It might not be obvious to most, but Gary and Deanna Arrington know firsthand what it’s like to live with Parkinson’s disease.
Deanna Arrington, who taught at Summit Elementary School and Cannonsburg Elementary School, was diagnosed with Parkinson’s in 2002.
So was her friend and fellow teacher, Sheila Turner.
“They both taught at Summit, were diagnosed at about the same, both had to retire because of Parkinson’s,” Arrington said.
The three friends now sit on the board of directors of the Coalition for the Cure of Parkinson’s Disease, an organization Arrington started and is board president of at the urging of his wife. Other board members are Gretchen VanHoose, Stacy Keelin, Susan Fleming and Tracy McGuire.
CCPD was incorporated and received nonprofit status in January, but Arrington said initial plans began in the spring of last year.
The group raised $250 on a recent Monday night when Texas Roadhouse donated 10 percent of its sales to those presenting a flier. The next endeavor will be an awareness event scheduled for May 18 at the Kyova Mall, which will include a fundraising walk, inflatables and reading circles for children, a silent auction, a gospel sing and a community chapel.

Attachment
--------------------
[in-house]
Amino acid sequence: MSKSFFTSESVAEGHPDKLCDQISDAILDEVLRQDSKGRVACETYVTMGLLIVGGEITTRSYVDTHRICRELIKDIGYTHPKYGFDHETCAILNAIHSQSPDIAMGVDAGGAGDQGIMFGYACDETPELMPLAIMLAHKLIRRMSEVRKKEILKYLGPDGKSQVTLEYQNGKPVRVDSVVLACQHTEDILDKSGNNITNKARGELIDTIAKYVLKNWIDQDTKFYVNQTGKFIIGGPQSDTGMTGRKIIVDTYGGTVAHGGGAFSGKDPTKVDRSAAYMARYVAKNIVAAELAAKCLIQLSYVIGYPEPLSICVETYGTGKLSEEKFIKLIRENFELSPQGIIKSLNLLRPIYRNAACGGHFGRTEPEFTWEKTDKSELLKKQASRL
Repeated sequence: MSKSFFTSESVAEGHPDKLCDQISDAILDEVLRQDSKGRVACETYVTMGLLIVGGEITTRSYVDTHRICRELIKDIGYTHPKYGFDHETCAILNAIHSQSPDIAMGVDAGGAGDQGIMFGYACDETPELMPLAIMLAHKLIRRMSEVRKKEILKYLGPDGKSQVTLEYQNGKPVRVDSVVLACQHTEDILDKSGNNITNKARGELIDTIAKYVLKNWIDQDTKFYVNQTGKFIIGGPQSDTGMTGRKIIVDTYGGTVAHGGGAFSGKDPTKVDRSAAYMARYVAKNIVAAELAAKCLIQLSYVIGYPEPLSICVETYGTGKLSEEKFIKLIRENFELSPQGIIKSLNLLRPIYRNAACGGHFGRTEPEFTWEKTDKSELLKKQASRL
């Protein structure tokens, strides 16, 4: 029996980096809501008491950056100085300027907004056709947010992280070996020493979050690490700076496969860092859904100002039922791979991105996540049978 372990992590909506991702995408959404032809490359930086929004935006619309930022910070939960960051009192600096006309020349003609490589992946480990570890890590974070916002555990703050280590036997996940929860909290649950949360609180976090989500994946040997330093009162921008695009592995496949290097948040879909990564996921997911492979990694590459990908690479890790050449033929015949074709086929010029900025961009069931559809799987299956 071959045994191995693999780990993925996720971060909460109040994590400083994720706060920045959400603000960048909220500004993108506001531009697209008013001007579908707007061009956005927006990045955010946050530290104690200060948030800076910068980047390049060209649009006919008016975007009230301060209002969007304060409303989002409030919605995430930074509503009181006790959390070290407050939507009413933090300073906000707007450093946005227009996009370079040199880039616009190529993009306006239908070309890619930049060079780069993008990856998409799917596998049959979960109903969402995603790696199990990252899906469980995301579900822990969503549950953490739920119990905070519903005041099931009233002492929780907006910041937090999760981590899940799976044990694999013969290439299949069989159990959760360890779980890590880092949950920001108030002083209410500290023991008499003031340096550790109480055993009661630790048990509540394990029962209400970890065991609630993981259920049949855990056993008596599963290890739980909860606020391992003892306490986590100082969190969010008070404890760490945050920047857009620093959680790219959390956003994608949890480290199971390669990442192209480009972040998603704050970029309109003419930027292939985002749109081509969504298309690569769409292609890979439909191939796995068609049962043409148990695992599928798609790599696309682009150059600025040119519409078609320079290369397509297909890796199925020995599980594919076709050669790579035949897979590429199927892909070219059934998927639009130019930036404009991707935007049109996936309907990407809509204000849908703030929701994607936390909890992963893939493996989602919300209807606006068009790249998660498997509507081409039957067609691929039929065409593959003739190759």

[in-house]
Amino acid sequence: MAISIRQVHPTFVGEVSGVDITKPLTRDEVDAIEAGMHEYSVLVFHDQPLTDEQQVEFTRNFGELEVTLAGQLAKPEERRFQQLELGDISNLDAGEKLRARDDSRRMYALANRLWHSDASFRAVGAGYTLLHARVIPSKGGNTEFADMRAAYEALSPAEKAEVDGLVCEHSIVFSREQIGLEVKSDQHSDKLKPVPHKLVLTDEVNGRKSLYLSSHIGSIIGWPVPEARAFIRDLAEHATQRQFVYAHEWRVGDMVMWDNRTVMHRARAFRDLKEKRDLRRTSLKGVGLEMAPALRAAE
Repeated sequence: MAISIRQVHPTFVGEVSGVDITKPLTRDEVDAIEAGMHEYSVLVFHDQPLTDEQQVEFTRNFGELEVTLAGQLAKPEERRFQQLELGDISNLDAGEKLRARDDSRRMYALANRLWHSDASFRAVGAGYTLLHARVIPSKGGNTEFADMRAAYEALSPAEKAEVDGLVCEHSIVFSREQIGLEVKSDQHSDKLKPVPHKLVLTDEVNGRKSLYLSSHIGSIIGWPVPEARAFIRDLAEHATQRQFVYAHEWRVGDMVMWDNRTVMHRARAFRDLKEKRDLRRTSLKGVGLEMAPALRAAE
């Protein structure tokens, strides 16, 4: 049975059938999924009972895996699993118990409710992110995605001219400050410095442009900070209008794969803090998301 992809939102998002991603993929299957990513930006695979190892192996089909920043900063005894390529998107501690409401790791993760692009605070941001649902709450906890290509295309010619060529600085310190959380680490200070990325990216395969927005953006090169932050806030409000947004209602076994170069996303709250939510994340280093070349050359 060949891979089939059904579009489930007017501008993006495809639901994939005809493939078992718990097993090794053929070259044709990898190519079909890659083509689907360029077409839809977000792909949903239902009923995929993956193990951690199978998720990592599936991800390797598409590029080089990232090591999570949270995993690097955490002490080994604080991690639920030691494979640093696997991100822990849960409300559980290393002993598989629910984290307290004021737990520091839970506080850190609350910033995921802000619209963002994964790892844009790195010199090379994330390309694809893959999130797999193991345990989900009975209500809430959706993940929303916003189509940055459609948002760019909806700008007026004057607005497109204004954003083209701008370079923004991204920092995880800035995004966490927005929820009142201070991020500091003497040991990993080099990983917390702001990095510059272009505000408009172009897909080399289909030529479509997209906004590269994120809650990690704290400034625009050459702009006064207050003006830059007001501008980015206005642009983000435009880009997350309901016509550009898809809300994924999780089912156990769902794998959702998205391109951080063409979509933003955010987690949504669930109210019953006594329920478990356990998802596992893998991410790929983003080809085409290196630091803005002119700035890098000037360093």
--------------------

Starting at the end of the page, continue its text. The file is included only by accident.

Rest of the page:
“We want to address the spiritual side as well as the fundraising side,” he said of the chapel.
Registration for the walk will be at 9 a.m. and the walk will begin at 10.
King’s Daughters Medical Center and Our Lady of Bellefonte Hospital will do medical screenings and provide health information.
“The mall also gave us a permanent spot in front of the library branch,” Arrington said. “We will have a 4-foot-by-7 1⁄2-foot tree and individuals can have a name engraved on a plaque in honor or in memory of anyone who has had Parkinson’s disease. It’s a constant reminder that we need to support and be in constant prayer.”
Arrington pointed out research is promising for Parkinson’s, even regionally.
“Any funds generated go to research and, believe it or not, there’s really good research at UK,” he said. “We know we want to help them and, of course, we’ve looked at the National Parkinson’s Foundation and others, but some of the research money would be local.”
He said eventually, CCPD plans to offer local support groups for those with Parkinson’s.
“As we gain names and make acquaintances, we will, and at this event, we hope to find people and network toward having a support group,” he said.
LEE WARD can be reached at firstname.lastname@example.org or (606) 326-2661.